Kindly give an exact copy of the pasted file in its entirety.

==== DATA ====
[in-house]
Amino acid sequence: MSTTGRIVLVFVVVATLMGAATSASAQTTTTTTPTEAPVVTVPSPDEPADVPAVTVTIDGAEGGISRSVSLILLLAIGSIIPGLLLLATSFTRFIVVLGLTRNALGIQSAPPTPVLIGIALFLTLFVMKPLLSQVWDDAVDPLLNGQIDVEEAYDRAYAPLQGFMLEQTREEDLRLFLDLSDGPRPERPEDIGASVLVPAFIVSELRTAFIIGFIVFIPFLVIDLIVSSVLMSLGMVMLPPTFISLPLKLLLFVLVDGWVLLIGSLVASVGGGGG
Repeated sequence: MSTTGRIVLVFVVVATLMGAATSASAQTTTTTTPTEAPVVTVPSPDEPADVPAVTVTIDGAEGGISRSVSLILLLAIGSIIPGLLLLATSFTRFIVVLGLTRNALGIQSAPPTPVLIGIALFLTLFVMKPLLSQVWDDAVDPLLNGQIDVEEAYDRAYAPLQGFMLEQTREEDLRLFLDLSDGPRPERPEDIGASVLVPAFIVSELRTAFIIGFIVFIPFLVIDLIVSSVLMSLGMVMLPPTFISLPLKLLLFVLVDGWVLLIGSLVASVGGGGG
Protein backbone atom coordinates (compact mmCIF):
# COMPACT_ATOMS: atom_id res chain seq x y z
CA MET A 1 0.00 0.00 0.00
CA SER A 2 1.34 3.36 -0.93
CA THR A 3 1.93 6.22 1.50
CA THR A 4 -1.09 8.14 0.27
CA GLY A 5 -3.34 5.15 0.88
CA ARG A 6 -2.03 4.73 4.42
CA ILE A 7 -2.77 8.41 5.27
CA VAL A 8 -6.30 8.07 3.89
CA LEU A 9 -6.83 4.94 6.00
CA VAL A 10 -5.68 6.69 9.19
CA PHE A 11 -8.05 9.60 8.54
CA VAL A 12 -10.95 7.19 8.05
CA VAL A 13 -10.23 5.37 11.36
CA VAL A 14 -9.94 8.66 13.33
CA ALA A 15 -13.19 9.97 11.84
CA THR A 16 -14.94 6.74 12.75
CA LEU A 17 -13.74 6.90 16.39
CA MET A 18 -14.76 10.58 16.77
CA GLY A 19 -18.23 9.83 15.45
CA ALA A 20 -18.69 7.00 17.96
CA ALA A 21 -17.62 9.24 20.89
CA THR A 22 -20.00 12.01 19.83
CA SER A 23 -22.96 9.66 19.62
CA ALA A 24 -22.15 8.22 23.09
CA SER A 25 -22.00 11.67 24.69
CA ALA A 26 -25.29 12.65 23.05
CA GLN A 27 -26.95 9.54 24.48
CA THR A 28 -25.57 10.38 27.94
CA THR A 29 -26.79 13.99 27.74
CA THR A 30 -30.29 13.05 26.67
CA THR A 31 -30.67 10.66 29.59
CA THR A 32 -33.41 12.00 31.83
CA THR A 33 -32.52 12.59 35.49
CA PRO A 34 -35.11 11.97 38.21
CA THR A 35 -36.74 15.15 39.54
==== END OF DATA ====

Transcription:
[in-house]
Amino acid sequence: MSTTGRIVLVFVVVATLMGAATSASAQTTTTTTPTEAPVVTVPSPDEPADVPAVTVTIDGAEGGISRSVSLILLLAIGSIIPGLLLLATSFTRFIVVLGLTRNALGIQSAPPTPVLIGIALFLTLFVMKPLLSQVWDDAVDPLLNGQIDVEEAYDRAYAPLQGFMLEQTREEDLRLFLDLSDGPRPERPEDIGASVLVPAFIVSELRTAFIIGFIVFIPFLVIDLIVSSVLMSLGMVMLPPTFISLPLKLLLFVLVDGWVLLIGSLVASVGGGGG
Repeated sequence: MSTTGRIVLVFVVVATLMGAATSASAQTTTTTTPTEAPVVTVPSPDEPADVPAVTVTIDGAEGGISRSVSLILLLAIGSIIPGLLLLATSFTRFIVVLGLTRNALGIQSAPPTPVLIGIALFLTLFVMKPLLSQVWDDAVDPLLNGQIDVEEAYDRAYAPLQGFMLEQTREEDLRLFLDLSDGPRPERPEDIGASVLVPAFIVSELRTAFIIGFIVFIPFLVIDLIVSSVLMSLGMVMLPPTFISLPLKLLLFVLVDGWVLLIGSLVASVGGGGG
Protein backbone atom coordinates (compact mmCIF):
# COMPACT_ATOMS: atom_id res chain seq x y z
CA MET A 1 0.00 0.00 0.00
CA SER A 2 1.34 3.36 -0.93
CA THR A 3 1.93 6.22 1.50
CA THR A 4 -1.09 8.14 0.27
CA GLY A 5 -3.34 5.15 0.88
CA ARG A 6 -2.03 4.73 4.42
CA ILE A 7 -2.77 8.41 5.27
CA VAL A 8 -6.30 8.07 3.89
CA LEU A 9 -6.83 4.94 6.00
CA VAL A 10 -5.68 6.69 9.19
CA PHE A 11 -8.05 9.60 8.54
CA VAL A 12 -10.95 7.19 8.05
CA VAL A 13 -10.23 5.37 11.36
CA VAL A 14 -9.94 8.66 13.33
CA ALA A 15 -13.19 9.97 11.84
CA THR A 16 -14.94 6.74 12.75
CA LEU A 17 -13.74 6.90 16.39
CA MET A 18 -14.76 10.58 16.77
CA GLY A 19 -18.23 9.83 15.45
CA ALA A 20 -18.69 7.00 17.96
CA ALA A 21 -17.62 9.24 20.89
CA THR A 22 -20.00 12.01 19.83
CA SER A 23 -22.96 9.66 19.62
CA ALA A 24 -22.15 8.22 23.09
CA SER A 25 -22.00 11.67 24.69
CA ALA A 26 -25.29 12.65 23.05
CA GLN A 27 -26.95 9.54 24.48
CA THR A 28 -25.57 10.38 27.94
CA THR A 29 -26.79 13.99 27.74
CA THR A 30 -30.29 13.05 26.67
CA THR A 31 -30.67 10.66 29.59
CA THR A 32 -33.41 12.00 31.83
CA THR A 33 -32.52 12.59 35.49
CA PRO A 34 -35.11 11.97 38.21
CA THR A 35 -36.74 15.15 39.54